I know it sounds like a given, but we all need to make time for ourselves. I realized that when my usual schedule of running myself in overdrive and jumping from one event or travel opportunity to the next evaporated back in March. I found myself sitting at home and working toward some uncertain future. I never thought that there were going to be huge problems but I also didn’t know how things would end up turning out.

As the days grew into weeks and eventually into months, I quickly figured out that the normal I once knew was going to stay gone for quite a while. In place of that was a situation that I needed to adjust to. And that was going to to take some time. I needed to catch my breath but I also needed to build a skill set that would allow me to continue forward.

Over April and May I got better at cooking. I retaught myself the basics of making all kinds of meals. I gained the confidence of trying new things. It helped me find a bit of stability. It happened because I started doing research and setting aside time every day to practice those skills. Maybe it was something small like making tacos. Or even putting something into a slow cooker. But it was time that I needed to take to do something that I needed to learn.

The second big lesson in taking time for myself came in June. With the move of Cisco Live to a digital event an the likelihood that everything else for the rest of the year was going to go the same way, I took the opportunity to get back into better, healthier shape. I had a hard time exercising on the road with the hotel gym being something that I didn’t appreciate. I started getting up earlier and going for walks and then for short runs. Then I upped my running and my walking distances. I made sure to lace up running shoes every day no matter what. No excuses whether it was raining or blisteringly hot outside.

Taking the time to get into better shape has had a huge impact on my self worth and my health. I’ve dropped 50 pounds since March and my running times keep coming down. My pants size went down significantly and the pictures of myself that I’m taking now barely resemble pre-COVID me. All because I took the time for myself.

Make It Happen

There’s no magic in what I did. There was no special system or secrecy code to get me to where I am right now. The only trick was making the time for myself. It’s like the financial books you can buy that give you tips to put into practice to get rich. One of the first is “pay yourself”. It’s contrite but proves the point that you need to give yourself resources to work with or you’ll never get ahead.

Time is as valuable as resource as anything we have. We can’t save time and use it later. We can’t manufacture time. We can only use the time we have to the best of our abilities. Sometimes that means putting something we want to do on hold because of something we have to do. As someone that prides myself on writing lots of blog posts it meant that I had to put that particular part of my productivity behind more immediate things like getting my morning run in. It meant getting the Gestalt IT Rundown story script done before I could play a game or watch a TV show.

Time is what we make of it. I’ve started to realize that by blocking more and more of my time to do things. Maybe I put down on my calendar that Tuesday evening is a day to draw or practice a new cooking skill. Thursday morning could be my long run of the week and my day to research topics for my Tomversations videos. Whatever it is, I make it stick. I don’t need to schedule my exercise in the mornings because it’s become a habit for me. But I do need to schedule the other things to make sure they’re done. You don’t need to have a mark on every minute of your day to be productive, but you do need to make sure you make time for the pieces that are important.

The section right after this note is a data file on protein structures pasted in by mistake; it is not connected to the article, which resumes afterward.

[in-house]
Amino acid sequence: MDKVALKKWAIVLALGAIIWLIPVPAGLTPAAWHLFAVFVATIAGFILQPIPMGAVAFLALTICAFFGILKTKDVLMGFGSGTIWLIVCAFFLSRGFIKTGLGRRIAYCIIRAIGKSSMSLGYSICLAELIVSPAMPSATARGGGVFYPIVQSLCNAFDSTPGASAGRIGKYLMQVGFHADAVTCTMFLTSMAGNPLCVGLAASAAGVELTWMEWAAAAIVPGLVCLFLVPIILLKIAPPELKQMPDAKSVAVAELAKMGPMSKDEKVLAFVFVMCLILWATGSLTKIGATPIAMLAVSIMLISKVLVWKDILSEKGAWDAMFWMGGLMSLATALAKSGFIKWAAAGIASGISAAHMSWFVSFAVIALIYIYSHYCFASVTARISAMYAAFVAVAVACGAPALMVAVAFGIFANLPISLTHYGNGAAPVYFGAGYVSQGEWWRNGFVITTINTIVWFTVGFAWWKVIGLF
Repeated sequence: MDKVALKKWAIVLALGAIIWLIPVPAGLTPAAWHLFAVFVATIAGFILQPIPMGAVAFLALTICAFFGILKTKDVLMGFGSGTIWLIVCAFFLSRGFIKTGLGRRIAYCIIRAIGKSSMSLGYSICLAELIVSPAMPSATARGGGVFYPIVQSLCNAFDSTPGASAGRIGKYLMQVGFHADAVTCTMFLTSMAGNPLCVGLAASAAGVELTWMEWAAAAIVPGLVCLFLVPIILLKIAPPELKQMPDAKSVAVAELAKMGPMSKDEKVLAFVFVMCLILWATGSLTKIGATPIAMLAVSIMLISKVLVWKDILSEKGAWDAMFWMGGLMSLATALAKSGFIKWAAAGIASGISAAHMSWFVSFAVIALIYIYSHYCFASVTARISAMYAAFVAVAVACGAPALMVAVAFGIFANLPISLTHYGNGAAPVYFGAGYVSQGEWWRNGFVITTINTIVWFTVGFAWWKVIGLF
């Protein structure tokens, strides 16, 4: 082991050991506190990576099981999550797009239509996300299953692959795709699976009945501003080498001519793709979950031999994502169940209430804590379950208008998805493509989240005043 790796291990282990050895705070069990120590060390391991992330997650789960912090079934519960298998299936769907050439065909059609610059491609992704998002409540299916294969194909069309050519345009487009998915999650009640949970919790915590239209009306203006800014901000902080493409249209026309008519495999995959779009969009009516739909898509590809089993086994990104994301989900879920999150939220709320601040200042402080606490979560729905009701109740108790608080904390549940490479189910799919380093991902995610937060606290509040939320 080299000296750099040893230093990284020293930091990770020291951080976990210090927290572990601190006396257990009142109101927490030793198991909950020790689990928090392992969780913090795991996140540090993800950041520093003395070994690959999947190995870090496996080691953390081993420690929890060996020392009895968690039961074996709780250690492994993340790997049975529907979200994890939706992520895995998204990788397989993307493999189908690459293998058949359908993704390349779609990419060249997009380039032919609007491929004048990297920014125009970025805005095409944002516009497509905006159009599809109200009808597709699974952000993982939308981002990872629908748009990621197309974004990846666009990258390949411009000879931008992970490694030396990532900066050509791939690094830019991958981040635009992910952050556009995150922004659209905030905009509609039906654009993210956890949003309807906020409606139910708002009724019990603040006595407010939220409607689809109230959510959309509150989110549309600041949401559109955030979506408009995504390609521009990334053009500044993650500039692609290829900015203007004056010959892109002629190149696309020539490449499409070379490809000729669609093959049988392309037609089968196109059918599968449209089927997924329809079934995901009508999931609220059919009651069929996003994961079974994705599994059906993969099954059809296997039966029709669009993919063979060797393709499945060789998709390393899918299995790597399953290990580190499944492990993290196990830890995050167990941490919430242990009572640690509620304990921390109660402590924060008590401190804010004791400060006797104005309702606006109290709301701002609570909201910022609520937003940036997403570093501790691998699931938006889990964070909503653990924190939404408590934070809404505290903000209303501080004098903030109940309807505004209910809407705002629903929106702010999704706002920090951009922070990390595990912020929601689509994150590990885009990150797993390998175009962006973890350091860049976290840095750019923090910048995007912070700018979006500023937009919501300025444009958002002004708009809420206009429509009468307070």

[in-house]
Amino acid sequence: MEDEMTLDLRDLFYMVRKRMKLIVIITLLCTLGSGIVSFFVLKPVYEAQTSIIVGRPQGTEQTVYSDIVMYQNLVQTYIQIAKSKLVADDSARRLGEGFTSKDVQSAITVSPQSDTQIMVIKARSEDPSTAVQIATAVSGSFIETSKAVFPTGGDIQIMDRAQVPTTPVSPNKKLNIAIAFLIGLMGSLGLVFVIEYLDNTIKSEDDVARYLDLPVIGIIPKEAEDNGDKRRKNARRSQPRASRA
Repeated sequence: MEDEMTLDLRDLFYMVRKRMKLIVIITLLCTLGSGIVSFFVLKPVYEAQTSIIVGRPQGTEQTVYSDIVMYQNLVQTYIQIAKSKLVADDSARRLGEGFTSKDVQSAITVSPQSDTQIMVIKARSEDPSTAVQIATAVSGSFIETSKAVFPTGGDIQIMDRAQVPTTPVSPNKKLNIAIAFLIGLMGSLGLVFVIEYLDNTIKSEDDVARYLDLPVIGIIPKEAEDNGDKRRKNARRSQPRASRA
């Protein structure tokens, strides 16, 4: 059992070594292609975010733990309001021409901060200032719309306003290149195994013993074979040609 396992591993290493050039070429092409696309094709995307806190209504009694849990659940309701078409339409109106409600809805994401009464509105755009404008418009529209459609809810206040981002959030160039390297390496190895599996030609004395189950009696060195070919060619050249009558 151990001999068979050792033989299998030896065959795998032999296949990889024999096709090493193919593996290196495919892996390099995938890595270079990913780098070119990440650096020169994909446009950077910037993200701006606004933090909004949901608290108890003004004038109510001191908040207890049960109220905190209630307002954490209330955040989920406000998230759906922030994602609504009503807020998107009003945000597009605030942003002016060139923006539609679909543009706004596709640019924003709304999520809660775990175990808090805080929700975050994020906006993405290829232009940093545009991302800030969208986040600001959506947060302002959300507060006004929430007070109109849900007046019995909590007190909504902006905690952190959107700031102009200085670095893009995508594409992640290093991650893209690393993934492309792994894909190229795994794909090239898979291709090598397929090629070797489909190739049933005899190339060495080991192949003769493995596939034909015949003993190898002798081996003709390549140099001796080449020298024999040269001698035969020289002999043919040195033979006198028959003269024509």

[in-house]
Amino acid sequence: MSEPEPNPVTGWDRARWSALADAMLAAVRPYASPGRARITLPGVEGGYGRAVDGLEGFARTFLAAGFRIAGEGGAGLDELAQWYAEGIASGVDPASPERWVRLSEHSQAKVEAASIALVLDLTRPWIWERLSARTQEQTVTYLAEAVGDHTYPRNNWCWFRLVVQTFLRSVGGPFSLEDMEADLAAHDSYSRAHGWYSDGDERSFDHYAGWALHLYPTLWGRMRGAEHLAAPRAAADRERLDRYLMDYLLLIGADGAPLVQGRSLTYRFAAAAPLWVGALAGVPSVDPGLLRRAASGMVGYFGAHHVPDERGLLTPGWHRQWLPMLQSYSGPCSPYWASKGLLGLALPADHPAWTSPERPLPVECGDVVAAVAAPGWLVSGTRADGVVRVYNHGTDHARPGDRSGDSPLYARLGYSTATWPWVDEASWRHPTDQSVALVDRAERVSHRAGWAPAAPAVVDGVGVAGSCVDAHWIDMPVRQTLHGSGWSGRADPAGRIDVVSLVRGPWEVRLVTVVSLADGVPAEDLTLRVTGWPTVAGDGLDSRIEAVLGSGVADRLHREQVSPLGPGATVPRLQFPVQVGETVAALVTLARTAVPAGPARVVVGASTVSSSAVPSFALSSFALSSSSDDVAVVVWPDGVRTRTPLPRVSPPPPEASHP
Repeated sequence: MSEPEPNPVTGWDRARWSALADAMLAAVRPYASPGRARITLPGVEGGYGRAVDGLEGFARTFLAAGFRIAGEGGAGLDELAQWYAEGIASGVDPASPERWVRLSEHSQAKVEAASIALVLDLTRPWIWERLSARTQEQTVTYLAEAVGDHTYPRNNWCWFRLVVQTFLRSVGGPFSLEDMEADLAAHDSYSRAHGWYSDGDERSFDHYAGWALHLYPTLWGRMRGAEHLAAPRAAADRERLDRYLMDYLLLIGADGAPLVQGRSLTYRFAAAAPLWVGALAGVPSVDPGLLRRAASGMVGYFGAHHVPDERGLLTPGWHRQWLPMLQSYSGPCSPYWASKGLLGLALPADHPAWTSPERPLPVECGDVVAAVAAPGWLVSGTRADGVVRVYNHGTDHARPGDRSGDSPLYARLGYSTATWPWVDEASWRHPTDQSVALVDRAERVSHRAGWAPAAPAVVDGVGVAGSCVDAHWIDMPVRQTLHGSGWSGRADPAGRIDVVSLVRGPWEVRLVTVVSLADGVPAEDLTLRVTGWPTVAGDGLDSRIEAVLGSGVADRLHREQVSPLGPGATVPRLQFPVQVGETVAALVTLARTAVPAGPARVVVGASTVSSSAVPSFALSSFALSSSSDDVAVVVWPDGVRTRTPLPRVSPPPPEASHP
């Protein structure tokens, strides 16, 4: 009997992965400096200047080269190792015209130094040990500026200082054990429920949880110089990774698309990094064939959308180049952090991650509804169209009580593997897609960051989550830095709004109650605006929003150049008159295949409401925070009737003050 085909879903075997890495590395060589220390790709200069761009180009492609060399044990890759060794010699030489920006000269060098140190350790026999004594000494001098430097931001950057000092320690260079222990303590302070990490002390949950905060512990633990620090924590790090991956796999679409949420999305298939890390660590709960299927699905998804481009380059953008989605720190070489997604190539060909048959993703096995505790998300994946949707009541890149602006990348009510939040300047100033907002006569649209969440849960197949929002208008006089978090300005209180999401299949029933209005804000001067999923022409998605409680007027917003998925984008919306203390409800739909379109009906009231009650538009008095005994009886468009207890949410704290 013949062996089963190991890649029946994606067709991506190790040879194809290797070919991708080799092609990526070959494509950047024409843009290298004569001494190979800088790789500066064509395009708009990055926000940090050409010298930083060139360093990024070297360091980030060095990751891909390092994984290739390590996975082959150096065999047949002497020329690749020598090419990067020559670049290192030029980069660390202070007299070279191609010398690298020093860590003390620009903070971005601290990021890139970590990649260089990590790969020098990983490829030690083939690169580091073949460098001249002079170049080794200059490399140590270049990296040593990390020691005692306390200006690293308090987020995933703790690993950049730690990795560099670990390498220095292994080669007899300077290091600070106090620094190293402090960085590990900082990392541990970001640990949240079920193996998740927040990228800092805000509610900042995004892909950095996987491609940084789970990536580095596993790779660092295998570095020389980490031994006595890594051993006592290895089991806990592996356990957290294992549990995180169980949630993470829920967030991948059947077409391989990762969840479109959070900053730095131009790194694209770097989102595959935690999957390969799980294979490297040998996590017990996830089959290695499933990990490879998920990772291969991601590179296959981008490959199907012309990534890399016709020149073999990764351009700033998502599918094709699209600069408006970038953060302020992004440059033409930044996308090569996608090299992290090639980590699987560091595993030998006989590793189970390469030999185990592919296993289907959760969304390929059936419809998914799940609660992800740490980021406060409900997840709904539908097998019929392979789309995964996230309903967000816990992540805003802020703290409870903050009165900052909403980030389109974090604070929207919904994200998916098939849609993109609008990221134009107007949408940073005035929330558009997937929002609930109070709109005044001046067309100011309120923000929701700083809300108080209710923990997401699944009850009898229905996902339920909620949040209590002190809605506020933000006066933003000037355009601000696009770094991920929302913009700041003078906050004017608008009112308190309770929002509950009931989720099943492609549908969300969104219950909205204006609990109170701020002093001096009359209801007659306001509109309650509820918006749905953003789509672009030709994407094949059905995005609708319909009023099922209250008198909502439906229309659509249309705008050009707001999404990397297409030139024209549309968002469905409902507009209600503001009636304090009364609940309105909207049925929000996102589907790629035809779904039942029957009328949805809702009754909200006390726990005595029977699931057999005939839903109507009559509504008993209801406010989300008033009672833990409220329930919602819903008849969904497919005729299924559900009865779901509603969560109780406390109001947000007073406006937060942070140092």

That means making time for non-work things. It’s easy to fill up our calendar with things for work. It’s harder still to fill up the calendar with non-work tasks and skills. Schedule a hike on a Saturday morning. Make Monday night your night to work on a craft that you want to do like learning leather working or knife making. Maybe you just want to say that Wednesday at lunchtime is the place where you’re going to schedule time to read a few more pages of your new favorite book. There are all things that as valid as the next staff meeting or briefing that you have to do. Because they enrich you and help you become a better person.

More importantly, by scheduling these things in your calendar on a personal level you remind yourself not to let work get out of hand. When you live in the office, which is the same as working from home now, you will find yourself working at midnight some nights because you just couldn’t put the work down. By reminding yourself of what’s important you draw a bright line between work and personal and ensure that you have time to put in effort on both without getting overwhelmed.


Tom’s Take

There’s a bit of irony in me saying that you need to make time for the things that are important to you while I write this post after midnight on Christmas. The fact is that I made time earlier today for my family to open some gifts and help bake cookies. I went for a walk and watched some educational videos. Sure, I eventually found the time to write for myself but it came after I had taken care of other things. My journey through 2020 has taught me that time is the kind of resource you need to pay yourself with as often as you can. But you can’t just mark off your calendar and hope that something magical happens. You need to make the effort to use your time wisely and work on yourself. Every new skill you learn or pound you lose is making you a better, more well-rounded person. And that’s the kind of payoff that you can only get from investing time in yourself.